I’ve been told that I have an unfair advantage as a bisexual. I can pass as a heterosexual when it’s convenient and theoretically avoid the discrimination faced by the LGBT community as a whole. On the other hand, I can fit in with the LGBT crowd and fully immerse myself in the culture. Unfortunately, the fact that I can float freely between the dichotomous categories of “gay” and “straight” means that I face animosity and even discrimination from both sides of the fence.
Bisexuals, like the rest of the LGBT community, undergo a “coming out” process. From some heterosexuals, I face the typical “liking girls is wrong/gross” attitude, and I can legally be denied housing and visitation and adoption in the state of Florida should I end up with a woman in the long run. From both the heterosexual and homosexual demographics, a new slew of unique criticisms arise:
- One of my personal favorites is the opinion that bisexuality doesn’t exist—that someone has to “pick a side.” I can both be “with” the LGBT community and fight for equality as a minority in our heterosexual society, or I can be a part of the straight community and exist as an ally, but never quite be a part of the “in” group.
- I also enjoy being told that I only claim bisexuality for the attention; apparently, I’m really only attracted to guys, but guys think lesbians are hot, so I make out with girls to get guys to like me. Right. I’ve been attracted to both sexes pretty much equally since the age of six. I seriously doubt I had this particular ulterior motive in the first grade.
- This one’s more of a myth than an act of discrimination, but it still needs to be cleared up: being bisexual does not mean that I desire being with someone of each sex at the same time. A person can quite easily be bisexual and monogamous. Bisexuality determines attraction, not the difference between faithfulness and polygamy.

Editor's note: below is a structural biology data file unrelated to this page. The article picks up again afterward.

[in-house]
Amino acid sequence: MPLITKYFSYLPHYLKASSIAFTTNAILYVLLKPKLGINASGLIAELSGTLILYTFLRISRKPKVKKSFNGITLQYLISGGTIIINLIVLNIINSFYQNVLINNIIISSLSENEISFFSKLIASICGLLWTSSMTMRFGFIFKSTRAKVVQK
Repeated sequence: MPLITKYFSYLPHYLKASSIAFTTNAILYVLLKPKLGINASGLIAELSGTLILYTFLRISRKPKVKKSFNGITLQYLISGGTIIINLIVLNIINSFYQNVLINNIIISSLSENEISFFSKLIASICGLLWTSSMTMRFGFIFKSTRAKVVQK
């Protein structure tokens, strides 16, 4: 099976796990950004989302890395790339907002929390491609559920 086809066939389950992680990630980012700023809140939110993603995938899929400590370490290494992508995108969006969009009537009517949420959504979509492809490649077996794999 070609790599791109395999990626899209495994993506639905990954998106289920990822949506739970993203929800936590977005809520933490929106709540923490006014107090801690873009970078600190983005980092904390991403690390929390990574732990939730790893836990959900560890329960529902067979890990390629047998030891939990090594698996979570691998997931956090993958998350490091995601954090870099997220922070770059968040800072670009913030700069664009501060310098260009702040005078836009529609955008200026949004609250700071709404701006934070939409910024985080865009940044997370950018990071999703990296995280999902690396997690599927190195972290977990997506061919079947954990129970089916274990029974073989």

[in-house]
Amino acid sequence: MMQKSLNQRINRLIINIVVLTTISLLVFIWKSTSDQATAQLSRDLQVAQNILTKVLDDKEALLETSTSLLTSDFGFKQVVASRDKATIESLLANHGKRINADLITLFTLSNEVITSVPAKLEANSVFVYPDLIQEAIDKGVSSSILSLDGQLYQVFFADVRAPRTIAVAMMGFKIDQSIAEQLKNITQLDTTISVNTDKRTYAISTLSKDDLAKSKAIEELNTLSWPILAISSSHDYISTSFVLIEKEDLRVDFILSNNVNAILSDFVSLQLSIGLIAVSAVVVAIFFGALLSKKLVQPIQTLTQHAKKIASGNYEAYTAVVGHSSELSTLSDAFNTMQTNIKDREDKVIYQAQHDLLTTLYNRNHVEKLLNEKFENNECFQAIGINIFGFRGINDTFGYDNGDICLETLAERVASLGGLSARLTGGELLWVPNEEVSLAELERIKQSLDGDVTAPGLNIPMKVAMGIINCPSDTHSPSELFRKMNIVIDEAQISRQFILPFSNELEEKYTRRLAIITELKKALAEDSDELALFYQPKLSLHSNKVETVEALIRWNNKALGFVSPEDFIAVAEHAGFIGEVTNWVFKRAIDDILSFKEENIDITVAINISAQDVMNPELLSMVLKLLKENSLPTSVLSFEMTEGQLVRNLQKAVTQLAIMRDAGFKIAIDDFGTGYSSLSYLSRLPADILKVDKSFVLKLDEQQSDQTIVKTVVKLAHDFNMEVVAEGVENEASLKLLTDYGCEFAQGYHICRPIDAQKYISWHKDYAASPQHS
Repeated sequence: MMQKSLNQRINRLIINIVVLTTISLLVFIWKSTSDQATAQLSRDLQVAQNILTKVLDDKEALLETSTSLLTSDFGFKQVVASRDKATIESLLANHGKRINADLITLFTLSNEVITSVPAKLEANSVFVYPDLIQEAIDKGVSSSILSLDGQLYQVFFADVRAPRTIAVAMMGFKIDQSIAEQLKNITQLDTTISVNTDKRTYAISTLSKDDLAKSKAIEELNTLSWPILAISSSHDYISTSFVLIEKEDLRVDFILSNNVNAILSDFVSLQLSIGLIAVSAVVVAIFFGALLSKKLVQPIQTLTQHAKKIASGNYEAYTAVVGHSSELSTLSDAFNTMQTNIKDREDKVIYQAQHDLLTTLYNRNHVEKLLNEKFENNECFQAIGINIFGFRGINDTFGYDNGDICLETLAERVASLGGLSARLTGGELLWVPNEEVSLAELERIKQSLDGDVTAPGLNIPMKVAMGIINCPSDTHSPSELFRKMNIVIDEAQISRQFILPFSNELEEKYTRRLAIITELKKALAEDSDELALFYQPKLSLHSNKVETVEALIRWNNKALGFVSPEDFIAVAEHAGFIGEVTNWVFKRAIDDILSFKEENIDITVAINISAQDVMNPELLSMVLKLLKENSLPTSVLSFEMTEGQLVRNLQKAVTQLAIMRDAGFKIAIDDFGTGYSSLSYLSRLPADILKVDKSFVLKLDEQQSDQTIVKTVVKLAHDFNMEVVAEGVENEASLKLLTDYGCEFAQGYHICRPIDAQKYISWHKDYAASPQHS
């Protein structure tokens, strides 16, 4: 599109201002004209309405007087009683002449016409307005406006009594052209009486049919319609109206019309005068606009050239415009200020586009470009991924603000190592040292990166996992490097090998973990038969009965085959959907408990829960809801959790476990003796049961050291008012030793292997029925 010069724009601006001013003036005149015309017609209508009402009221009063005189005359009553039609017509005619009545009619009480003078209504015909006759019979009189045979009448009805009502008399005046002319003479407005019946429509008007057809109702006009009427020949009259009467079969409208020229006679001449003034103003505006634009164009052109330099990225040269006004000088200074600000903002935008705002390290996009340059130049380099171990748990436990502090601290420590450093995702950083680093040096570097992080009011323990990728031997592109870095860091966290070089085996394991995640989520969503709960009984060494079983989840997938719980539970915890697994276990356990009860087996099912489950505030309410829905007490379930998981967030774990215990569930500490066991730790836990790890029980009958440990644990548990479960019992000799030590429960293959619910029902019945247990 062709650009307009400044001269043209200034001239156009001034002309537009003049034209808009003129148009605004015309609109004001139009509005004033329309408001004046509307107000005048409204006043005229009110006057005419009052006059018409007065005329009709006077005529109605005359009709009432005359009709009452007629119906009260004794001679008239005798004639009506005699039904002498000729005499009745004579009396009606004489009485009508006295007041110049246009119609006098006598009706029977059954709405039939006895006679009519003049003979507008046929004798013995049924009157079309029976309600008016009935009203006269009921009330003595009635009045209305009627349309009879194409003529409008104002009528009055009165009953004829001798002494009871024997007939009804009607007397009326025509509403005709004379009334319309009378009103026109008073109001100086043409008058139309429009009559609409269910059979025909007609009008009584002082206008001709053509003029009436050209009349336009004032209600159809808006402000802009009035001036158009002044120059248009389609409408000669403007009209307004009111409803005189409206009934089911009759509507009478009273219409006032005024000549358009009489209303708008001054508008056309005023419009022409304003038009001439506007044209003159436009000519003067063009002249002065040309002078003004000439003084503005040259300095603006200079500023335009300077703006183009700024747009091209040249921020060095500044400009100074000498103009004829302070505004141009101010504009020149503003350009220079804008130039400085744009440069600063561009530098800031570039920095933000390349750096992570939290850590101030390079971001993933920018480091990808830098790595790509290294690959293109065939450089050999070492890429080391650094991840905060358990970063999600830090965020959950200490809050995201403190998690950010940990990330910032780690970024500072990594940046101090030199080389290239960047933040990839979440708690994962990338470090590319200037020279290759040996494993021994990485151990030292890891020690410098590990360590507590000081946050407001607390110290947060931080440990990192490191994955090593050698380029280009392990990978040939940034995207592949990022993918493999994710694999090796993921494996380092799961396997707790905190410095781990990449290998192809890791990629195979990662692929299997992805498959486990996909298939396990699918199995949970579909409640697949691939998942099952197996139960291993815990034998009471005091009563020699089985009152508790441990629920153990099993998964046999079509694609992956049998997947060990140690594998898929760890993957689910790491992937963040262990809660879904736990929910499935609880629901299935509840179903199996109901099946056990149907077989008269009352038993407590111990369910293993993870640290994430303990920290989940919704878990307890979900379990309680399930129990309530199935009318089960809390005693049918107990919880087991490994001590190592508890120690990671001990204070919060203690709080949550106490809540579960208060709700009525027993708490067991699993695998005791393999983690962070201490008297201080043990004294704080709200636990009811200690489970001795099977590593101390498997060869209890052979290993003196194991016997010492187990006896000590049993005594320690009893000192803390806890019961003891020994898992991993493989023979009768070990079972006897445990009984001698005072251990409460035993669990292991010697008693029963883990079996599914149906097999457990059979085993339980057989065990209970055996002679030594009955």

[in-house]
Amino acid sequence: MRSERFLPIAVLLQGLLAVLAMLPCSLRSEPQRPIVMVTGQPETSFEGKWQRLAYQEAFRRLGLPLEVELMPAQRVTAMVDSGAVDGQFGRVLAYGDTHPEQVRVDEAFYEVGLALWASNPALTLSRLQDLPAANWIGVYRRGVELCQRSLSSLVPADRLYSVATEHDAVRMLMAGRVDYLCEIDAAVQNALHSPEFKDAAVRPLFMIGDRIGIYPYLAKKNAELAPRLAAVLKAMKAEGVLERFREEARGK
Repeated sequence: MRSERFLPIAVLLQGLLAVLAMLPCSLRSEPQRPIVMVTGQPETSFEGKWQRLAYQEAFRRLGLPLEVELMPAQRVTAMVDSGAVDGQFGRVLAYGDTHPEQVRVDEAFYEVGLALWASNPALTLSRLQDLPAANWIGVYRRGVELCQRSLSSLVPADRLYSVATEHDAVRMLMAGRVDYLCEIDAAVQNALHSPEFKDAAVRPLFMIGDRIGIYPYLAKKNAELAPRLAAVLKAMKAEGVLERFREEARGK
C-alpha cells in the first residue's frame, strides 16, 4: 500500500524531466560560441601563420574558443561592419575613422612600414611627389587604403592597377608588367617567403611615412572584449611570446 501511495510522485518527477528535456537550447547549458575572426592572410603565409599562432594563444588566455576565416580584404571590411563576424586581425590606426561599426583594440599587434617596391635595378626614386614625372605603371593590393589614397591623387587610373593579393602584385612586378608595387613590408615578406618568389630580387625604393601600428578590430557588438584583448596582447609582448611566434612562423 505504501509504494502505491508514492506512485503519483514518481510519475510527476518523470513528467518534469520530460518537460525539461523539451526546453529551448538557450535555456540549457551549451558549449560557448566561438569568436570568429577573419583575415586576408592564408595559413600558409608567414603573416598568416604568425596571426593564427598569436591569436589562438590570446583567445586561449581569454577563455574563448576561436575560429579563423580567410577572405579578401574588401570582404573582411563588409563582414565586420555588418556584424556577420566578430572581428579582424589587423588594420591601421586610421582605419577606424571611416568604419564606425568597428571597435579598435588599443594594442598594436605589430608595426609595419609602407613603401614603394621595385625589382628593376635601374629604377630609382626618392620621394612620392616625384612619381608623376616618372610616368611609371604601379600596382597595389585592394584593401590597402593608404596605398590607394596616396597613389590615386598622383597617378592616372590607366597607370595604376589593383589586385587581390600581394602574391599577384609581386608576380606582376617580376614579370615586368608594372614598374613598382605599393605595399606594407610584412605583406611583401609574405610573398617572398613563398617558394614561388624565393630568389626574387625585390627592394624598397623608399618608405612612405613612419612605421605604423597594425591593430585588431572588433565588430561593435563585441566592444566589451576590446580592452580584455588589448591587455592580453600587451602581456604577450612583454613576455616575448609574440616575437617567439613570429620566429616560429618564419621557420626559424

“It is a characteristic of the human mind that tries to dichotomize in its classification of phenomena….Sexual behavior is either normal or abnormal, socially acceptable or unacceptable, heterosexual or homosexual; and many persons do not want to believe that there are gradations in these matters from one to the other extreme.”
(Click here for more information about Kinsey!)
So, yeah. I’m bisexual. I exist. I don’t do it for the attention. I’m cool with monogamous relationships. For me, my sexual orientation really is a simple concept, and I never think I have to “choose” between men and women, or being straight or gay. Call me greedy if you like, but sometimes it feels like it’s too much to ask for if I request both my rights and some respect. Regardless, I think we’re moving in the right direction toward both equality and understanding, and hopefully my little rant has helped to broaden some horizons when it comes to the enigma that is bisexuality.
For more information on the history of bisexuality and the struggles of the bisexual community, here are some references I dug up for my Sex Roles from Anthropological Perspective course:
D’Augelli, A.R. & Patterson, C.J. (1995) Lesbian, Gay, and Bisexual Identities Over the Lifespan. New York: Oxford University Press.
Fraser, M. (1999). Identity Without Selfhood : Simone de Beauvoir & Bisexuality. New York: Cambridge University Press.
Reumann, M. (2005). American Sexual Character: Sex, Gender, and National Identity in the Kinsey Reports. Berkeley: University of California Press.
Rust, P.C. (2002). Bisexuality and the Challenge to Lesbian Politics. New York: New York University Press.
Storr, M. (1999). Bisexuality: a Critical Reader. London: Routledge.
Weinberg, M.S., Williams, C.J., & Pryor, D.W. (1995). Dual Attraction : Understanding Bisexuality. New York: Oxford University Press.
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